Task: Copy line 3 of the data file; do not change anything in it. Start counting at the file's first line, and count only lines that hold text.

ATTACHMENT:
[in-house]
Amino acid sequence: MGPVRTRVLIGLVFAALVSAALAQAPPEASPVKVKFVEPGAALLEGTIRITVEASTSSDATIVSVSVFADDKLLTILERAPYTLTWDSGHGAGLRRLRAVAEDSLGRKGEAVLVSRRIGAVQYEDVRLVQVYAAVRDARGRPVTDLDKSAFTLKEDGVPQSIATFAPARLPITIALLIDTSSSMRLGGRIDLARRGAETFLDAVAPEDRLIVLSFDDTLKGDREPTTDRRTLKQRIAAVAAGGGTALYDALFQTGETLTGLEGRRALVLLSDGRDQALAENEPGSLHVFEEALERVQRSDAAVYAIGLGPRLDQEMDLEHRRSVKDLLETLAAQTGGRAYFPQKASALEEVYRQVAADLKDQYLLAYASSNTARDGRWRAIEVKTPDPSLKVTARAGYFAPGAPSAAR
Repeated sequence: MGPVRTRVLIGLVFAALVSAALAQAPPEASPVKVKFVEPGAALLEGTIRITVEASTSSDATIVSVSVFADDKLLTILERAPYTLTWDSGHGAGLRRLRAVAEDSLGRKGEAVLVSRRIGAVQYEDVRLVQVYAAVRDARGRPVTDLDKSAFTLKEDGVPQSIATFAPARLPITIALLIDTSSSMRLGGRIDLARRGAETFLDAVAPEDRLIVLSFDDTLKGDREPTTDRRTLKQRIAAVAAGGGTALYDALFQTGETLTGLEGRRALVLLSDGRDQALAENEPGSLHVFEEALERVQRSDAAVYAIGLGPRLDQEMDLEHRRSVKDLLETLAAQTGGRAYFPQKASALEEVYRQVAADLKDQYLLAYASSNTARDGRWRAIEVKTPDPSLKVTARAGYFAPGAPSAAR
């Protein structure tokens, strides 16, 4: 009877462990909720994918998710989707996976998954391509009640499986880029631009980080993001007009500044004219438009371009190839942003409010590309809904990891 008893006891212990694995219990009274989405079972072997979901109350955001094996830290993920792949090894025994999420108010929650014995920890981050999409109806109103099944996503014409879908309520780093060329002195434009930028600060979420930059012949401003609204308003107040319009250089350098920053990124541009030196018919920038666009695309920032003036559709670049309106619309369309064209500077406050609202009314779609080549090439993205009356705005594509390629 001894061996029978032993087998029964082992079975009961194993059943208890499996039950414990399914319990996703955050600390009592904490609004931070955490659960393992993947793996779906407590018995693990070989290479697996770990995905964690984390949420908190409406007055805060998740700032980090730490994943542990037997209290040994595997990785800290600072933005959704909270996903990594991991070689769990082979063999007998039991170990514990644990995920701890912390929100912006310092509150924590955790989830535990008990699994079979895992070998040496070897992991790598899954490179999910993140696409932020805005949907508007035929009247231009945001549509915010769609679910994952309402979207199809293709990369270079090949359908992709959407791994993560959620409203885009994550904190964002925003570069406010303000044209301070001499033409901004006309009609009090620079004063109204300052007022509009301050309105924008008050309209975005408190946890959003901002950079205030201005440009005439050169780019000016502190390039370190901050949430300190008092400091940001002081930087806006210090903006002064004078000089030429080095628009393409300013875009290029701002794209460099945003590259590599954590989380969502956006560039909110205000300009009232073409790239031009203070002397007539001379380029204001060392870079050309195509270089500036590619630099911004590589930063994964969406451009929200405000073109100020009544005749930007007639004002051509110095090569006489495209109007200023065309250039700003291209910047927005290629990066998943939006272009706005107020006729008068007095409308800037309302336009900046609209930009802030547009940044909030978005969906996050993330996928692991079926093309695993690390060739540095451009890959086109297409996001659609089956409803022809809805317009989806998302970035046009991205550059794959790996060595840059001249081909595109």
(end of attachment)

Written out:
Repeated sequence: MGPVRTRVLIGLVFAALVSAALAQAPPEASPVKVKFVEPGAALLEGTIRITVEASTSSDATIVSVSVFADDKLLTILERAPYTLTWDSGHGAGLRRLRAVAEDSLGRKGEAVLVSRRIGAVQYEDVRLVQVYAAVRDARGRPVTDLDKSAFTLKEDGVPQSIATFAPARLPITIALLIDTSSSMRLGGRIDLARRGAETFLDAVAPEDRLIVLSFDDTLKGDREPTTDRRTLKQRIAAVAAGGGTALYDALFQTGETLTGLEGRRALVLLSDGRDQALAENEPGSLHVFEEALERVQRSDAAVYAIGLGPRLDQEMDLEHRRSVKDLLETLAAQTGGRAYFPQKASALEEVYRQVAADLKDQYLLAYASSNTARDGRWRAIEVKTPDPSLKVTARAGYFAPGAPSAAR